O.J. Simpson testifies in bid for new trial

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In a blue prison jumpsuit, O.J. Simpson took the witness stand Wednesday in his effort to get a new trial on robbery, assault and kidnapping charges from 2007.

A deputy escorted him to the stand and unlocked the manacles on his hands. The former NFL player was heavier and had more gray hair than when he gained notoriety in the early 1990s in his trial on charges of murdering his ex-wife and her friend. A jury acquitted him.

In the Las Vegas courtroom, Simpson recounted his working relationship with his former attorney, Yale Galanter, who represented him in the original case.

The 65-year-old former football star was convicted of leading a group of associates into a room at the Palace Station hotel and casino and using threats, guns and force to take back items from the two dealers in 2007.

Simpson said he trusted Galanter and that his attorney was aware of personal items that Simpson was trying to recover from the sports memorabilia dealers. Simpson wanted to give those personal items to his children someday.

“The overall advice that he gave me is that you have a right to get your stuff. He gave me an example that if you’re walking the street and you see your laptop in a car, you can use force to break the window of the car,” Simpson told the court.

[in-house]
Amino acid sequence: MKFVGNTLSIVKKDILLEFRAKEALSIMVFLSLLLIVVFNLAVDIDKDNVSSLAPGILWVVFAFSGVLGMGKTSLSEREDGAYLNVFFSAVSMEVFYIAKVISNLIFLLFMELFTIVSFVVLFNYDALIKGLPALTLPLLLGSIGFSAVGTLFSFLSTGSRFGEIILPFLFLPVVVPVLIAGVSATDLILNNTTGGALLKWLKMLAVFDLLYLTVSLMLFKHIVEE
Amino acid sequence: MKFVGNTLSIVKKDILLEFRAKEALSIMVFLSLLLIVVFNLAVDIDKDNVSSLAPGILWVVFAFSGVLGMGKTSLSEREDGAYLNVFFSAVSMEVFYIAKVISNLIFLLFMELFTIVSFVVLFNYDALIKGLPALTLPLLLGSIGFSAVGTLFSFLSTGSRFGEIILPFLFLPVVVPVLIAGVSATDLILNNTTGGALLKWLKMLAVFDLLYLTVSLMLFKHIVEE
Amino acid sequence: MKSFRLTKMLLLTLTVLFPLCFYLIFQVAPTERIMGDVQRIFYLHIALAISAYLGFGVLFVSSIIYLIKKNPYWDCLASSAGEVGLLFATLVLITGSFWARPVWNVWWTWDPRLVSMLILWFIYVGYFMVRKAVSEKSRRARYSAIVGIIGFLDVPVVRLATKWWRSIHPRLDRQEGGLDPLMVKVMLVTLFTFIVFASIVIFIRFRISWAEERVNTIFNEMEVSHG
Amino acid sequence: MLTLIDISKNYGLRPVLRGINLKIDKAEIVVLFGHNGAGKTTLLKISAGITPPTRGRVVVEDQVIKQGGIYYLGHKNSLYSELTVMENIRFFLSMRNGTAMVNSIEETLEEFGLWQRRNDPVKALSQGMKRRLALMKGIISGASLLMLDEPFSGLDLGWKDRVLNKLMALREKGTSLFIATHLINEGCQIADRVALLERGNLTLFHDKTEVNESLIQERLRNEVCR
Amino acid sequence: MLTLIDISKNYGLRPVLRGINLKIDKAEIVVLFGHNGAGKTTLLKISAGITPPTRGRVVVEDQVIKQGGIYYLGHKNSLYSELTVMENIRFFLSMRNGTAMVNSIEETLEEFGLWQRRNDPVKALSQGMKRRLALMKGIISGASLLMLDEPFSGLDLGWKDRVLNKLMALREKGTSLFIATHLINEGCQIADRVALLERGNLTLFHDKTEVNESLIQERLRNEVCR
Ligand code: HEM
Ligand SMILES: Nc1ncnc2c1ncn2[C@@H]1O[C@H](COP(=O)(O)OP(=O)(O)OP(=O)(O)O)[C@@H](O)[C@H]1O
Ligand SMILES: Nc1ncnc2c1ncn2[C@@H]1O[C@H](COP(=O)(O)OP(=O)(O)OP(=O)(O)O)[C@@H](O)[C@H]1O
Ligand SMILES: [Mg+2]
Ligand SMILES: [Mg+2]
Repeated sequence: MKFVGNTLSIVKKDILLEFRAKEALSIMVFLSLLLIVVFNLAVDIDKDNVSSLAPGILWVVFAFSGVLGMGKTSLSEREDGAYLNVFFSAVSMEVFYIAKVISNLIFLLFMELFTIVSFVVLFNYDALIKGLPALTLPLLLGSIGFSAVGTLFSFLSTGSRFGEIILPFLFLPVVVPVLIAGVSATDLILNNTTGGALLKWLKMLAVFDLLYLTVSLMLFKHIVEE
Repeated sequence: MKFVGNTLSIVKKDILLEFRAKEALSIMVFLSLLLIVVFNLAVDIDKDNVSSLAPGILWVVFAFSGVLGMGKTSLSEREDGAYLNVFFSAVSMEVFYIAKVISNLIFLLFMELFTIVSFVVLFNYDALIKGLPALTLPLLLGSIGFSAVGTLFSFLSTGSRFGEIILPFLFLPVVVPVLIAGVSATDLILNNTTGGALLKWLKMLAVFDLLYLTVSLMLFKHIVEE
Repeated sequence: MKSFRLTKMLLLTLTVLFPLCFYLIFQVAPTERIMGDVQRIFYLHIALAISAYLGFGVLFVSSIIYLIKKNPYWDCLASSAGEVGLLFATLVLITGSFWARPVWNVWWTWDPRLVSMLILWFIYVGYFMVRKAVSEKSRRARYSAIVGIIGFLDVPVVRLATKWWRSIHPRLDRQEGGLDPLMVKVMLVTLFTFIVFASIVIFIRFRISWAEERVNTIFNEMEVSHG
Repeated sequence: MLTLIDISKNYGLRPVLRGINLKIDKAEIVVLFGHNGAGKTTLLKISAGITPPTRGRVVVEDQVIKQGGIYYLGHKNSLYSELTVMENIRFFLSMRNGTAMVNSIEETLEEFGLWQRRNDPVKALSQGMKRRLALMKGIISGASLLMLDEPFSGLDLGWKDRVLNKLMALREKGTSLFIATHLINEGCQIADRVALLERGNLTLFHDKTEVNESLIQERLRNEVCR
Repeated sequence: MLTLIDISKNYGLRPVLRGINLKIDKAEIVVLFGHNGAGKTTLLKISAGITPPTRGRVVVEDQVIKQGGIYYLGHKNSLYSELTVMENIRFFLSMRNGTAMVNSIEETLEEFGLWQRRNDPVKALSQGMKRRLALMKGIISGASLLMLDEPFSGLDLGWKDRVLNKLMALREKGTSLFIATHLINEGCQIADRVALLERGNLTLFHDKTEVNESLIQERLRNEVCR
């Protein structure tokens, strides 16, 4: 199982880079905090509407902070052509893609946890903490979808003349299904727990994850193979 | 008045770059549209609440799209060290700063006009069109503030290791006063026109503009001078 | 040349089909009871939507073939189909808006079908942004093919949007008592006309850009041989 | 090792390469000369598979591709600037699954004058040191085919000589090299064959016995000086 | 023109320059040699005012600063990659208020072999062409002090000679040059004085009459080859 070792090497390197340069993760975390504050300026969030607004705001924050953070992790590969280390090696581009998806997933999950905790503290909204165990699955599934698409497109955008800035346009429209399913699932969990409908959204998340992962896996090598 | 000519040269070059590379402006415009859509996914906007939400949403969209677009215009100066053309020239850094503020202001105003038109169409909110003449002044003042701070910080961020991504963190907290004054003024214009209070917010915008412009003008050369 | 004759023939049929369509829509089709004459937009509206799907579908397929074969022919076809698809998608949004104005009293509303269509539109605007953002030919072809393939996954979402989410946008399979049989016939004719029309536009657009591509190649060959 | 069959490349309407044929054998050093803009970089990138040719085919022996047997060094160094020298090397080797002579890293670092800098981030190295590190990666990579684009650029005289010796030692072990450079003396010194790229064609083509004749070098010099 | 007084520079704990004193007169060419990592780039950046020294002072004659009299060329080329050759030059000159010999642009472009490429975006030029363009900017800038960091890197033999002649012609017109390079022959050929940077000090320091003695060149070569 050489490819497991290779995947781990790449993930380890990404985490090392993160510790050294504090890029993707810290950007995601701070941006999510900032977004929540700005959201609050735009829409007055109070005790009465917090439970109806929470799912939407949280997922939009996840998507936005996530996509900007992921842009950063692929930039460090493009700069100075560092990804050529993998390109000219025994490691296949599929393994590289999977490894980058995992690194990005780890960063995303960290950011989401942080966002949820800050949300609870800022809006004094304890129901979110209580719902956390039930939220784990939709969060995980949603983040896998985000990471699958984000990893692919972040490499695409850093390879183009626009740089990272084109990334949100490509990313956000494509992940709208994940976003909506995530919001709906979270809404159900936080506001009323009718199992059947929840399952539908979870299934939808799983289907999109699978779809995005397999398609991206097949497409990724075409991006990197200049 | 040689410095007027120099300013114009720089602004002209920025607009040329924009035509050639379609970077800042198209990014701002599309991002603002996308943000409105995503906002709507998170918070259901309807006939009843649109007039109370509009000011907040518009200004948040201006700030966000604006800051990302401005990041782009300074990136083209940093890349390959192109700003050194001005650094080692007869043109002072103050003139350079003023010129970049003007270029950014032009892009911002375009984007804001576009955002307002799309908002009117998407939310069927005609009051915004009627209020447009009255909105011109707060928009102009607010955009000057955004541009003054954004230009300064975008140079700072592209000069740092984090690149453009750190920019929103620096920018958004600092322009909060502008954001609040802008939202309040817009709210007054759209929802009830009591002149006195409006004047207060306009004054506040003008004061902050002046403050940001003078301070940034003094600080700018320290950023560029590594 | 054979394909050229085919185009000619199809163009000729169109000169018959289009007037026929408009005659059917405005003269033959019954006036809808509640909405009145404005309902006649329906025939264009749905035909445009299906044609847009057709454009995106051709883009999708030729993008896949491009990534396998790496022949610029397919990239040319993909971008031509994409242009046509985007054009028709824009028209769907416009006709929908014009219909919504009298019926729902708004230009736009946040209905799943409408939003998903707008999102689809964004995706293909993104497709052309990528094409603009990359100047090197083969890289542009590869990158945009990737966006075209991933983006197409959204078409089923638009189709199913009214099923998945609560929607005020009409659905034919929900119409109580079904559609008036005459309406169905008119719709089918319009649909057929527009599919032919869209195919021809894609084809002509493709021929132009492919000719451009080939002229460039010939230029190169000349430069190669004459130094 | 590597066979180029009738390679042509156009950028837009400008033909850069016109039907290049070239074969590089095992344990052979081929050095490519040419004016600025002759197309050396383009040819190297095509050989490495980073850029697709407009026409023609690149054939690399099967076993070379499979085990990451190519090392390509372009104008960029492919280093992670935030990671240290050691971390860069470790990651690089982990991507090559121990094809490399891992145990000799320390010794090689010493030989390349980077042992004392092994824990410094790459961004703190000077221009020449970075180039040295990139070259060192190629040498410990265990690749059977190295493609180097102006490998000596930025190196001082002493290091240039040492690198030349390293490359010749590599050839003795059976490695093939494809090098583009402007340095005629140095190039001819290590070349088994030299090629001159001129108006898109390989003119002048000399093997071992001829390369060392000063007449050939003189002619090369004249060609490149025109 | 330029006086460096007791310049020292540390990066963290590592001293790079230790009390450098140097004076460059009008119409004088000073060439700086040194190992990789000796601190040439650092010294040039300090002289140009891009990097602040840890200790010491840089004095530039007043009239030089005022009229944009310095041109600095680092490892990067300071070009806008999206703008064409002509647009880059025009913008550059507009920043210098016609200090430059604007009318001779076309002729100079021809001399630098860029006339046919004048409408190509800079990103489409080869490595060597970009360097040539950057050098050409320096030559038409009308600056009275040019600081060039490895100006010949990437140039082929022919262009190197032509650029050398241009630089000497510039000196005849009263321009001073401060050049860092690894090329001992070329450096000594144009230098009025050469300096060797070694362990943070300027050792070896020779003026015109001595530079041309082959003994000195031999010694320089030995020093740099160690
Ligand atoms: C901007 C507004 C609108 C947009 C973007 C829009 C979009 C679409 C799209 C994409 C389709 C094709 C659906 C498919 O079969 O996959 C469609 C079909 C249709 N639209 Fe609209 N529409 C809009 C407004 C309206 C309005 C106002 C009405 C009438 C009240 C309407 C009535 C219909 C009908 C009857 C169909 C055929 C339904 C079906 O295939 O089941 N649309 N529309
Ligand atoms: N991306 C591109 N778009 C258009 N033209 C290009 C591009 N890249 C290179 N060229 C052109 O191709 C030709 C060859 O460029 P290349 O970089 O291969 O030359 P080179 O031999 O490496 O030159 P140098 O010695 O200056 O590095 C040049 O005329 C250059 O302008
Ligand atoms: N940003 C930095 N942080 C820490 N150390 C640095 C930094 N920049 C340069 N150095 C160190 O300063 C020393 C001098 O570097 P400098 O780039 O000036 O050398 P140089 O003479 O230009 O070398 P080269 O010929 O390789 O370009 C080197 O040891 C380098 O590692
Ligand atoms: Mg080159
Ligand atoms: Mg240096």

Simpson testified that Galanter advised him that he could demand his property back from the dealers, and if they refused to return it, he could use some force, but could not trespass.

Simpson didn’t tell his attorney, however, that he planned to use a weapon.

He also accused Galanter of having a conflict of interest and of failing to mount an effective defense.

“Yale had a relationship with the media and he would go on various shows to refute the tabloid stories,” Simpson said. “He had a good relationship with the media and consequently I was in the media a lot and that gave him an opportunity to go on TV.”

In documents filed requesting the new trial, he also argued that Galanter prevented him from testifying on his own behalf, leaving nothing to challenge evidence put forward by prosecutors of criminal intent and other issues.

Because Simpson didn’t testify in the 2008 trial, he now “wants to tell his story,” attorney Osmaldo Fumo said Tuesday, the second day of the hearing.

Simpson is serving a 33-year prison term.

The Nevada Supreme Court upheld his conviction in 2010. Prosecutors say there is no evidence of conflict of interest and Simpson’s claims are “without merit.”

Simpson, who played in the NFL from 1969 to 1979, was acquitted in a criminal trial in the 1994 deaths of his ex-wife Nicole Brown Simpson and her friend, Ronald Goldman. A civil jury later slapped him with a $33 million wrongful-death judgment.

He is eligible for parole in the 2007 case in 2017.

CNN’s Ted Rowlands and Matt Smith contributed to this report.

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